Those numbers don’t include the costs to the courts. Nor do they take into consideration other habeas-related state expenses, like the $5 million awarded to James Calvin Tillman, who was released in 2007 after spending 18 years in prison for a rape that DNA tests showed he never committed.
This year, Kane proposed reform of Connecticut’s habeas process. The bill quickly died in the face of withering opposition from skeptical lawmakers on the legislature’s Judiciary Committee.
The plan would have set a statute of limitations, requiring habeas petitions to be filed within three years of sentencing or within one year after an appeal is final. Rieger says 30 other states have similar laws.
Kane said the legislation included exceptions to those limits, including claims of newly discovered evidence proving innocence, which he says would have eliminated any limits on Gould’s and Taylor’s petitions; delays caused by mental illness or disability; or proof the state concealed evidence that could have proven innocence.
Current state law already allows judges to dismiss habeas petitions that clearly have no basis in fact, says Kane, adding that most judges are reluctant to throw out such claims without a thorough review.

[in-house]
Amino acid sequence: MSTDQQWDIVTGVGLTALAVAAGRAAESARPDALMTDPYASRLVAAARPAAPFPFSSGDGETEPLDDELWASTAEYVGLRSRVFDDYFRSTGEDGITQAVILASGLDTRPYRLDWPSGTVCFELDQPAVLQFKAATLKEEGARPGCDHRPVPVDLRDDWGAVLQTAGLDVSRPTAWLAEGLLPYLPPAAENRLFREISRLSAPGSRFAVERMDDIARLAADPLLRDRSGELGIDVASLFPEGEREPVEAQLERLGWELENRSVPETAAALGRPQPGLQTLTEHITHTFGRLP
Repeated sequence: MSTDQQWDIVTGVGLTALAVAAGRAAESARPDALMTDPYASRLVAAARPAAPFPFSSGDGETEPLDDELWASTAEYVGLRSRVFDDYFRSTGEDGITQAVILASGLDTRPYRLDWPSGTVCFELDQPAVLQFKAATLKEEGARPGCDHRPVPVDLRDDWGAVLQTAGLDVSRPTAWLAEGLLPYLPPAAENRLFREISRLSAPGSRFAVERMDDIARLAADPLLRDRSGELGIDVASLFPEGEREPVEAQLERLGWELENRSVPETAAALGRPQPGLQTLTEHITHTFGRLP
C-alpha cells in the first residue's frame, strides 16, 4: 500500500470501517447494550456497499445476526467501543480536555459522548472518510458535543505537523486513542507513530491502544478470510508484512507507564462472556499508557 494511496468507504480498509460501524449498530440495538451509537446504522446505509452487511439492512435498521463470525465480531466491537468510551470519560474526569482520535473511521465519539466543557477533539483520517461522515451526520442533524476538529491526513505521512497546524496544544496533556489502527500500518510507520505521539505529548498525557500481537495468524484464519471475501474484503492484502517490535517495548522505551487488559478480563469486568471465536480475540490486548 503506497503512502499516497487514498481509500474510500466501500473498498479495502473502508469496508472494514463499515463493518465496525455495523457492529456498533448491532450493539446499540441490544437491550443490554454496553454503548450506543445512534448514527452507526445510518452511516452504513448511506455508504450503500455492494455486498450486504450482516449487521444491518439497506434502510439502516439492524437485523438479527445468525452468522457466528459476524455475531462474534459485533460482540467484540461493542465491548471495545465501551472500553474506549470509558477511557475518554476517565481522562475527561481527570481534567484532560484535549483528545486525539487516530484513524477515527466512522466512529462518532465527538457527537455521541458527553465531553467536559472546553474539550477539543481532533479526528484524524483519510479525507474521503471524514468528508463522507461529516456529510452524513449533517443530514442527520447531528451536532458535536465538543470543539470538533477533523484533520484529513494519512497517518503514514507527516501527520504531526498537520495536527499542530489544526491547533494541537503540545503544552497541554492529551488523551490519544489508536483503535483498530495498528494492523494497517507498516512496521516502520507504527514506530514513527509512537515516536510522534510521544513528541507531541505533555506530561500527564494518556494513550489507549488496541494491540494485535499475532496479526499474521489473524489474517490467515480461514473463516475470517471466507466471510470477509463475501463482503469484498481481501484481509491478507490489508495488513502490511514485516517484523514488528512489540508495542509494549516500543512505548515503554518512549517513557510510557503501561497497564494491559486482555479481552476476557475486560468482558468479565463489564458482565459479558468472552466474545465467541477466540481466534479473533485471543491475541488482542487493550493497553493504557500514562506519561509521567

Carlow and other civil rights advocates also hold up Taylor and Gould as prime examples of why the state needs to be damned careful about restricting the right of habeas corpus. “We don’t want any possibility that a claim ... of that nature doesn’t get its day in court,” he says.
In Carlow’s view, the prosecutors’ proposal could have kept Gould and Taylor from getting their case reviewed because it left the decision about exceptions to the time limit to a judge’s discretion. He argues their case was delayed not by any backlog but because of an intense and difficult investigation by the defense team.
Carlow also insists there isn’t hard evidence that the courts are choking on gobs of repeat petitions.
But he does agree some reform of Connecticut’s habeas system may be needed to prevent victims like Melanie Rieger’s family from being unnecessarily dragged into court time after time.
State Superior Court Judge Elliot N. Solomon is the administrative judge for the Rockville court that handles nearly all of Connecticut habeas petitions. Solomon says a determined effort to move petitions along quickly has cut the backlog by nearly 400 cases in the past couple of years.
“I guess we’ll never know if there are meritorious cases being delayed because of the number of cases we have,” Solomon says. He insists a prisoner’s lawyer can now get an early hearing if they want it.
Solomon believes there ought to be a way to get prosecutors and defense attorneys to agree on a way to prevent a relatively small number of prisoners from clogging up the system.
“There’s got to be some common ground here,” says the co-chairman of the legislature’s Judiciary Committee, state Rep. Michael P. Lawlor. “There’s got to be a way we can come up with a compromise ... but it’s really hard to figure out how.”
Samuel Rieger is getting tired of waiting, of trying to convince the politicians to act. “You just get the feeling you’re banging your head against a brick wall,” he says.
Sort of the same sensation an innocent person in prison must have.